Impact of the immunisation of cattle against east coast fever in Bugabula County, Kamuli District, Uganda.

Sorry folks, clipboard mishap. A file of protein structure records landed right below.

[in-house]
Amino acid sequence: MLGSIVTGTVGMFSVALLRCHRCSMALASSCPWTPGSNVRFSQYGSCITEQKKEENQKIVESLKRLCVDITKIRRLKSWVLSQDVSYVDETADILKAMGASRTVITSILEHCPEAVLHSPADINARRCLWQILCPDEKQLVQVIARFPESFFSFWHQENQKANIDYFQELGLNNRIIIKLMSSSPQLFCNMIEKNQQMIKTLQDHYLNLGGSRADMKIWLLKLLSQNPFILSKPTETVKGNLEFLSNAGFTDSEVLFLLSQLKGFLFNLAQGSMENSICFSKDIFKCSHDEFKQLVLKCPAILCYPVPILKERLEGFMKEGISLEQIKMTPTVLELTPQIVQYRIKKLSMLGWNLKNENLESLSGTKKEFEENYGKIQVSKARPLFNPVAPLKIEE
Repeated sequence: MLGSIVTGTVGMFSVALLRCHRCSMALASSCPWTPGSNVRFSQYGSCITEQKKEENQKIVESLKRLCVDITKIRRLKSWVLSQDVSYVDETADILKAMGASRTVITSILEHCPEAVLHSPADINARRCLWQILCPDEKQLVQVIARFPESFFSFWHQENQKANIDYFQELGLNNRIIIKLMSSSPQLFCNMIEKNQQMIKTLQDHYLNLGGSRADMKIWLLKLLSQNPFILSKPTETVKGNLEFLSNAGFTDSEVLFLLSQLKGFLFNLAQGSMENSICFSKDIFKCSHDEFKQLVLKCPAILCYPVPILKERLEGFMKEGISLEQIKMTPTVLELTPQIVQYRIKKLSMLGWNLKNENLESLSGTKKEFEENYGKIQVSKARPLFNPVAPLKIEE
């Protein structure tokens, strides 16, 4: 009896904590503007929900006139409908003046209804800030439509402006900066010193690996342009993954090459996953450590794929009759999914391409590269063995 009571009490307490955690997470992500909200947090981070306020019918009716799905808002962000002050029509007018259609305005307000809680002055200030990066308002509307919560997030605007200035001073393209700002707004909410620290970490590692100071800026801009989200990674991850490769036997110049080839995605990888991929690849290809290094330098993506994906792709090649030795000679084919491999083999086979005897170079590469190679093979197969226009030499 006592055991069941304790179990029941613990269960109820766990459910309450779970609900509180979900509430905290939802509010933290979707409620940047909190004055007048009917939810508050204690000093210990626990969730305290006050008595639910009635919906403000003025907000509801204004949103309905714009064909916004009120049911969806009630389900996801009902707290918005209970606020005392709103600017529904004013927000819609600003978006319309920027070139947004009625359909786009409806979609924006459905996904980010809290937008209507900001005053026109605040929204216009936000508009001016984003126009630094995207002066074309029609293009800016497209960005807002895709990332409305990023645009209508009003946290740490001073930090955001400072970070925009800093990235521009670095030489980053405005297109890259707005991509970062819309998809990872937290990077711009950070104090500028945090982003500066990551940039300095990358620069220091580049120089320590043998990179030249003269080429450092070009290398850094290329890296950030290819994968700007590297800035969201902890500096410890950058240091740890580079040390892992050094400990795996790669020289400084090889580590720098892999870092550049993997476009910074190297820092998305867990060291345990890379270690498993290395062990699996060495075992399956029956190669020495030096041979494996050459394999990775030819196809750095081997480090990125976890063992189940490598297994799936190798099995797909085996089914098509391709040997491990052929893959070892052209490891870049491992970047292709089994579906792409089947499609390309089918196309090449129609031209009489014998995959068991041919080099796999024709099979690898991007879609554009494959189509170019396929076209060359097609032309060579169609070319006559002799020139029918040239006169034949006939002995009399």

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Farmers in Bugabula County, Kamuli District were improving their cattle by crossing zebu cattle with Friesians for better dairy production. ECF was however a limiting factor towards achieving their ultimate goal. The Infection Treatment Method of controlling ECF was relatively new in this area having started in 2001.The research was therefore carried out to assess the impact of ITM in fighting against ECF. The objectives of the study included establishing the effect of ITM on ECF prevalence, mortality of cattle, and the tick burden load and to determine the costs and benefits of adopting it as a method of controlling ECF. The study focused on finding out the impact of ITM in Bugabula County, Kamuli District , Uganda from 2001 to 2009. Data collection was by Focus group discussion and questionnaire administration to farmers. Data analysis was by descriptive analysis and bivariate analysis using a chi- square. Economic and Financial analyses were done using Gross Margin Analysis. The study found out that the vaccine was imported by government and delivered to farmers via government extension system. The Infection Treatment Method (ITM) of immunization against East Coast Fever (ECF) cost per head of cattle was an equivalent of US $ 12.1. Vaccine cost was found to be US $ 2.8 and treatment US $ 1.1 per head of cattle. Vaccination and treatment cost constituted 32 % of the total ITM cost. The rest of the costs (US $ 8.2) were due to transport, veterinary fees and cold chain. ITM practice did not reduce acaricide use. The average half body ticks count as per head of the cattle in ITM users was 12.9±1 which were not significantly different from those in the non ITM users (13.8±0.7). The prevalence of ECF was reduced but incidence of anaplasmosis increased among ITM users. Overall crude mortality due to ECF in cattle of 7.3% among ITM herds was 3.4 times lower than among non-ITM user herds. ECF treatment costs were reduced to 2.33 times among ITM user herds, giving a saving of US $ 7.7 per head of cattle annually. Average sale prices of cattle in the ITM herds were higher than in non ITM users because the majority of the cattle in ITM farms were improved Zebu-Friesian dairy crosses (F3). Annual gross margin (GM) of cattle enterprises per farm of ITM users’ (Ug. Shs 3,708,285) was 81.4% higher than non-ITM farms. It was shown that ITM costs were low and affordable by the farmers. It was projected that if non-ITM users adopted ITM use, cost of ITM would be 0.14 of the GM and 0.09 of gross output on the first of vaccination. These costs would reduce by 88.1% in subsequent years because only calves born would be vaccinated. The costs could further be reduced by having private companies distribute the vaccine and train Community Based Animal Health Workers and farmers to do the ITM. The farmers should be sensitized and encouraged to adopt ITM as its advantages were demonstrable in improving dairy herds. They should also be taught on how to do strategic tick control based on tick population dynamics a practice that would reduce on the tick control costs and yet protect their herds.